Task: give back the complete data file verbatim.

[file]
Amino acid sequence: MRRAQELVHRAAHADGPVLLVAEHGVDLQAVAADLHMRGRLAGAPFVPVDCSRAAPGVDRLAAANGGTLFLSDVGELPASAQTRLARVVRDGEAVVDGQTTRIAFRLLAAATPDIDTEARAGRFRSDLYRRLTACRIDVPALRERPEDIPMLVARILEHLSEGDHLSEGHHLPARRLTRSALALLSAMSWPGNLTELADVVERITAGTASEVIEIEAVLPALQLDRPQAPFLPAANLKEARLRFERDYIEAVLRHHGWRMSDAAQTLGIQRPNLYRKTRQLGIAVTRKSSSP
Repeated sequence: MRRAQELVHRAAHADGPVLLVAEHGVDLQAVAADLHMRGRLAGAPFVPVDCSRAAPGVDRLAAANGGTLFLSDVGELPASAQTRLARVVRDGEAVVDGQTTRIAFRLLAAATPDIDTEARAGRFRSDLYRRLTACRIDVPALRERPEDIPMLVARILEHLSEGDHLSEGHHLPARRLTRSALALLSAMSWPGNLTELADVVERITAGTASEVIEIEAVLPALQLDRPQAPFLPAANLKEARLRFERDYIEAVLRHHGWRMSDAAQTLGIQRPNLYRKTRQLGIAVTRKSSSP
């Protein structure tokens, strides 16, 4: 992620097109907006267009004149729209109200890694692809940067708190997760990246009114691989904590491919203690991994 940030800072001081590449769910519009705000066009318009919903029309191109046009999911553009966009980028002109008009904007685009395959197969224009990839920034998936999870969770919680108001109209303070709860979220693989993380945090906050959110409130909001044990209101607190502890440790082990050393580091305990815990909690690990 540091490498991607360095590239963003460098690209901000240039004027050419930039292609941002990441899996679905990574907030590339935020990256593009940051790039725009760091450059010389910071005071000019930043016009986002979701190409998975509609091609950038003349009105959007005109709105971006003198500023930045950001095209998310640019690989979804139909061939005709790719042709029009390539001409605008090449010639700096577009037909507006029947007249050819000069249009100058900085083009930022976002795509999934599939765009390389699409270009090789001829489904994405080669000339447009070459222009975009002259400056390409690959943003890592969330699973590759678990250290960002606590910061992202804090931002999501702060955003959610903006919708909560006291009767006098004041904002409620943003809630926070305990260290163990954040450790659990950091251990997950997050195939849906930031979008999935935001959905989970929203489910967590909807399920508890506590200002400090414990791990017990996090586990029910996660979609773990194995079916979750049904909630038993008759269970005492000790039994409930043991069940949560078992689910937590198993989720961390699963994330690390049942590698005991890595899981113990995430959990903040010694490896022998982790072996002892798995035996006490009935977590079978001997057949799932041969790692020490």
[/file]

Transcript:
Amino acid sequence: MRRAQELVHRAAHADGPVLLVAEHGVDLQAVAADLHMRGRLAGAPFVPVDCSRAAPGVDRLAAANGGTLFLSDVGELPASAQTRLARVVRDGEAVVDGQTTRIAFRLLAAATPDIDTEARAGRFRSDLYRRLTACRIDVPALRERPEDIPMLVARILEHLSEGDHLSEGHHLPARRLTRSALALLSAMSWPGNLTELADVVERITAGTASEVIEIEAVLPALQLDRPQAPFLPAANLKEARLRFERDYIEAVLRHHGWRMSDAAQTLGIQRPNLYRKTRQLGIAVTRKSSSP
Repeated sequence: MRRAQELVHRAAHADGPVLLVAEHGVDLQAVAADLHMRGRLAGAPFVPVDCSRAAPGVDRLAAANGGTLFLSDVGELPASAQTRLARVVRDGEAVVDGQTTRIAFRLLAAATPDIDTEARAGRFRSDLYRRLTACRIDVPALRERPEDIPMLVARILEHLSEGDHLSEGHHLPARRLTRSALALLSAMSWPGNLTELADVVERITAGTASEVIEIEAVLPALQLDRPQAPFLPAANLKEARLRFERDYIEAVLRHHGWRMSDAAQTLGIQRPNLYRKTRQLGIAVTRKSSSP
């Protein structure tokens, strides 16, 4: 992620097109907006267009004149729209109200890694692809940067708190997760990246009114691989904590491919203690991994 940030800072001081590449769910519009705000066009318009919903029309191109046009999911553009966009980028002109008009904007685009395959197969224009990839920034998936999870969770919680108001109209303070709860979220693989993380945090906050959110409130909001044990209101607190502890440790082990050393580091305990815990909690690990 540091490498991607360095590239963003460098690209901000240039004027050419930039292609941002990441899996679905990574907030590339935020990256593009940051790039725009760091450059010389910071005071000019930043016009986002979701190409998975509609091609950038003349009105959007005109709105971006003198500023930045950001095209998310640019690989979804139909061939005709790719042709029009390539001409605008090449010639700096577009037909507006029947007249050819000069249009100058900085083009930022976002795509999934599939765009390389699409270009090789001829489904994405080669000339447009070459222009975009002259400056390409690959943003890592969330699973590759678990250290960002606590910061992202804090931002999501702060955003959610903006919708909560006291009767006098004041904002409620943003809630926070305990260290163990954040450790659990950091251990997950997050195939849906930031979008999935935001959905989970929203489910967590909807399920508890506590200002400090414990791990017990996090586990029910996660979609773990194995079916979750049904909630038993008759269970005492000790039994409930043991069940949560078992689910937590198993989720961390699963994330690390049942590698005991890595899981113990995430959990903040010694490896022998982790072996002892798995035996006490009935977590079978001997057949799932041969790692020490």